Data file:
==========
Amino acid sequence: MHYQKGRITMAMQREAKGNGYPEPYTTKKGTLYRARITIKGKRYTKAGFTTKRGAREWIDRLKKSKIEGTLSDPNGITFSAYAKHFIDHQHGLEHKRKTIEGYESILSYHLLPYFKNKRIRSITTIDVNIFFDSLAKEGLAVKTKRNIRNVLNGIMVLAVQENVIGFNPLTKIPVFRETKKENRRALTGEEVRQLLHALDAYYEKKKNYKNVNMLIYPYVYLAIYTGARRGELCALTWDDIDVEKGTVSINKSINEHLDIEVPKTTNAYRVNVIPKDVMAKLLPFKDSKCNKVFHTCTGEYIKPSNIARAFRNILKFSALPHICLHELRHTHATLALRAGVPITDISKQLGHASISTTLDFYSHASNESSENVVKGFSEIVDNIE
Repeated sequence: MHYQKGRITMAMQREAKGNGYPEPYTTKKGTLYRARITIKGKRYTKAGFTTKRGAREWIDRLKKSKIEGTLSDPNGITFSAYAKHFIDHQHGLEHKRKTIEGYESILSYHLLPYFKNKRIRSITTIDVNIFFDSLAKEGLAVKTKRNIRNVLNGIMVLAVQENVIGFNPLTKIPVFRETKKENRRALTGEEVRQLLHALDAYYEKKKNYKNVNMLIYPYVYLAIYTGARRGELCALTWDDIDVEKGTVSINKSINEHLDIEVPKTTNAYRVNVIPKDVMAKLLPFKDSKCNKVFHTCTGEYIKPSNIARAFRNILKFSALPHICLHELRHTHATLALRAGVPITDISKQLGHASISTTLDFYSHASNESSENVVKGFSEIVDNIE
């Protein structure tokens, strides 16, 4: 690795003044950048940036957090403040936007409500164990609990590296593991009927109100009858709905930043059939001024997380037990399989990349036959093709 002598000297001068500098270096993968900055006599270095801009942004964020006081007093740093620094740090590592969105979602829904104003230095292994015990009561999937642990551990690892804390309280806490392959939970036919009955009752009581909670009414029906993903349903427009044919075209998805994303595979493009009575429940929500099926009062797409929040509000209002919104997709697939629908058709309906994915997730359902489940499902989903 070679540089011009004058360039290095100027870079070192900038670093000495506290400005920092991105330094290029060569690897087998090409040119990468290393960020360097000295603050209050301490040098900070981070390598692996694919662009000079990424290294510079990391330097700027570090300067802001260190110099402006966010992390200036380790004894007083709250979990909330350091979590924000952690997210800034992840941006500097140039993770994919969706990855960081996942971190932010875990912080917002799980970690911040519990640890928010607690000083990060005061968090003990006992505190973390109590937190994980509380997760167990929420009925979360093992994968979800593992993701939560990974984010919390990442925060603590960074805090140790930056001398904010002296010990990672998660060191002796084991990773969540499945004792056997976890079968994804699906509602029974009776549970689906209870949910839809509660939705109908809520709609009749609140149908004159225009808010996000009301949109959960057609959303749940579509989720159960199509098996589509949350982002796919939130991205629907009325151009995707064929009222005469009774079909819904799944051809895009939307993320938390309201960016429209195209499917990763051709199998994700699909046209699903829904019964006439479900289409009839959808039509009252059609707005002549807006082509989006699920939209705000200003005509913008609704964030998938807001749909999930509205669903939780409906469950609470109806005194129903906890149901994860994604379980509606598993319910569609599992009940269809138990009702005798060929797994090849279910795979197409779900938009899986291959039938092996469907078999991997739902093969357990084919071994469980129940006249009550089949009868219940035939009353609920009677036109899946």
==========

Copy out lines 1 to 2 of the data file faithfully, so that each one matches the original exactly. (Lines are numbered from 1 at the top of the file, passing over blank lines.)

Amino acid sequence: MHYQKGRITMAMQREAKGNGYPEPYTTKKGTLYRARITIKGKRYTKAGFTTKRGAREWIDRLKKSKIEGTLSDPNGITFSAYAKHFIDHQHGLEHKRKTIEGYESILSYHLLPYFKNKRIRSITTIDVNIFFDSLAKEGLAVKTKRNIRNVLNGIMVLAVQENVIGFNPLTKIPVFRETKKENRRALTGEEVRQLLHALDAYYEKKKNYKNVNMLIYPYVYLAIYTGARRGELCALTWDDIDVEKGTVSINKSINEHLDIEVPKTTNAYRVNVIPKDVMAKLLPFKDSKCNKVFHTCTGEYIKPSNIARAFRNILKFSALPHICLHELRHTHATLALRAGVPITDISKQLGHASISTTLDFYSHASNESSENVVKGFSEIVDNIE
Repeated sequence: MHYQKGRITMAMQREAKGNGYPEPYTTKKGTLYRARITIKGKRYTKAGFTTKRGAREWIDRLKKSKIEGTLSDPNGITFSAYAKHFIDHQHGLEHKRKTIEGYESILSYHLLPYFKNKRIRSITTIDVNIFFDSLAKEGLAVKTKRNIRNVLNGIMVLAVQENVIGFNPLTKIPVFRETKKENRRALTGEEVRQLLHALDAYYEKKKNYKNVNMLIYPYVYLAIYTGARRGELCALTWDDIDVEKGTVSINKSINEHLDIEVPKTTNAYRVNVIPKDVMAKLLPFKDSKCNKVFHTCTGEYIKPSNIARAFRNILKFSALPHICLHELRHTHATLALRAGVPITDISKQLGHASISTTLDFYSHASNESSENVVKGFSEIVDNIE